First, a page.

What Does a Green and Equitable Recovery from the Pandemic Look Like?

This spring, Third Age Barrie Life-Long Learning Association invited six leading lights in the fields of climate crisis solutions, anti-Black racism, sustainable infrastructure, political power and social justice to address this question. From April 27-June 1 the series “Crisis=Danger+ Opportunity” challenged the TAB audience to assess not only the dangers we have experienced during the pandemic but also to consider whether the pandemic created opportunities to address climate crisis, racism and social inequality.

Each of our speakers saw not only danger but opportunity as we recover from the current world-wide health crisis. David Miller provided inspiring examples of how the great cities of the world are “fixing the climate crisis” through the international organization C40. Julia Levin from Environmental Defence  pointed to the beneficial policies enacted by the Government of Canada (for example the carbon tax) and gave a critique of where current policies fall far short of what is needed (for example the estimated $18 billion in various supports still being provided to the fossil fuel industry). Neetika Sathe who heads up the Green Energy and Technology Centre at power company Alectra spoke about creating a smart, sustainable infrastructure to support a greener economy, and engaged our audience in several pop quizzes along the way.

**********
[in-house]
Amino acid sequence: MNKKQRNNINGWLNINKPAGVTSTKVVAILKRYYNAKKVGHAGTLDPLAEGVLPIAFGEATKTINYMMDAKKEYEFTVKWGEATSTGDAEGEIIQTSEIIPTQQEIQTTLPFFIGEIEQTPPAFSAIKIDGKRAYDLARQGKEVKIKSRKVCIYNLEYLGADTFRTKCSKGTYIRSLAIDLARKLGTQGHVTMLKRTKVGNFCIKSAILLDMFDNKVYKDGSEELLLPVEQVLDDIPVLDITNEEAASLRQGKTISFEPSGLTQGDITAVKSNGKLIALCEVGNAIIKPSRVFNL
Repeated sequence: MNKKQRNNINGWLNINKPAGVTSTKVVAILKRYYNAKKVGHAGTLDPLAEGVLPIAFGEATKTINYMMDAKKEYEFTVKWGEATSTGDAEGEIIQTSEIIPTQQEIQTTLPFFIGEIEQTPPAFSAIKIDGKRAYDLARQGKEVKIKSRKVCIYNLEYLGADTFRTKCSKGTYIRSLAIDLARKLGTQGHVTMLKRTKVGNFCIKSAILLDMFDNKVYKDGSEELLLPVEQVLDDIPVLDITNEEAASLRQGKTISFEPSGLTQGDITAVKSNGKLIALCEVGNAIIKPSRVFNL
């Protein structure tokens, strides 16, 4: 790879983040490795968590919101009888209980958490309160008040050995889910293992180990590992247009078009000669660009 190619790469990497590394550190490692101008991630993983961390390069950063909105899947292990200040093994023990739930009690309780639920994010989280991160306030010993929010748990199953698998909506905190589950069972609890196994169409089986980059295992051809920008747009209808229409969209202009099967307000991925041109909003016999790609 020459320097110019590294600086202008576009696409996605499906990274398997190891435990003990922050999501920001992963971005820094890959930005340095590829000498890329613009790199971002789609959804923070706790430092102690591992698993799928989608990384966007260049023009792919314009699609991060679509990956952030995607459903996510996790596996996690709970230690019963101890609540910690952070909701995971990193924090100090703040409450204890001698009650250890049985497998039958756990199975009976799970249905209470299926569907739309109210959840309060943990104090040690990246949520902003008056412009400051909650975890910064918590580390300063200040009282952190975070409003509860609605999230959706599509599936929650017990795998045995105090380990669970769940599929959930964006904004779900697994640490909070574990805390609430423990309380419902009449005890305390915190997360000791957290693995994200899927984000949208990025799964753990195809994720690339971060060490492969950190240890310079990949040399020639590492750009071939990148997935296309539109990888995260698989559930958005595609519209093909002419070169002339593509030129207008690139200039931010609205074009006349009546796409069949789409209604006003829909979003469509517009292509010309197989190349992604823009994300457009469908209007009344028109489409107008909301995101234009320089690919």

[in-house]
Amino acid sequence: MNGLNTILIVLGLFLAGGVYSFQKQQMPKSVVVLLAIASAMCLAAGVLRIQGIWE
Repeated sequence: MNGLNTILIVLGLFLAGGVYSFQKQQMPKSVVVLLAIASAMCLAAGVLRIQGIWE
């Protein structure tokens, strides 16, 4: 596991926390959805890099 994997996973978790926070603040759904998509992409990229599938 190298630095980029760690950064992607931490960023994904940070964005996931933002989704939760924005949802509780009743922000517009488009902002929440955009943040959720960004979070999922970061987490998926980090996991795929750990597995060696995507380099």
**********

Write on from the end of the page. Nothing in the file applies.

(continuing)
Professor Grace-Edward Galabuzi from Ryerson University challenged us to look at anti-Black racism in Canada and put the Black Lives Matter movement into the context of the climate emergency. He was followed by Dr Michael Johns, a favourite among TAB audiences, who focused on the shifts in sovereignty from states to regional and municipal governments, and to international entities such as corporations, multi-lateral institutions and non-profits.

Senator Frances Lankin, a long-time advocate for social justice, closed off the series with “The Post-Pandemic Revolution.”  She identified how the pandemic has disproportionately hurt marginalized Canadians such as Indigenous people, people living in poverty, and women. On the other hand, it presents us with an opportunity to create a more equitable Canada by using what we’ve learned during the pandemic.

For the past year and a half, we have all been dealing with several interlocking crises. True to the Chinese symbol for Crisis we can either remain traumatized by the danger, or use this unique time to grasp new opportunities to create a greener, more equitable Canada. As Senator Lankin said, returning to pre-pandemic “normal” is not an option.

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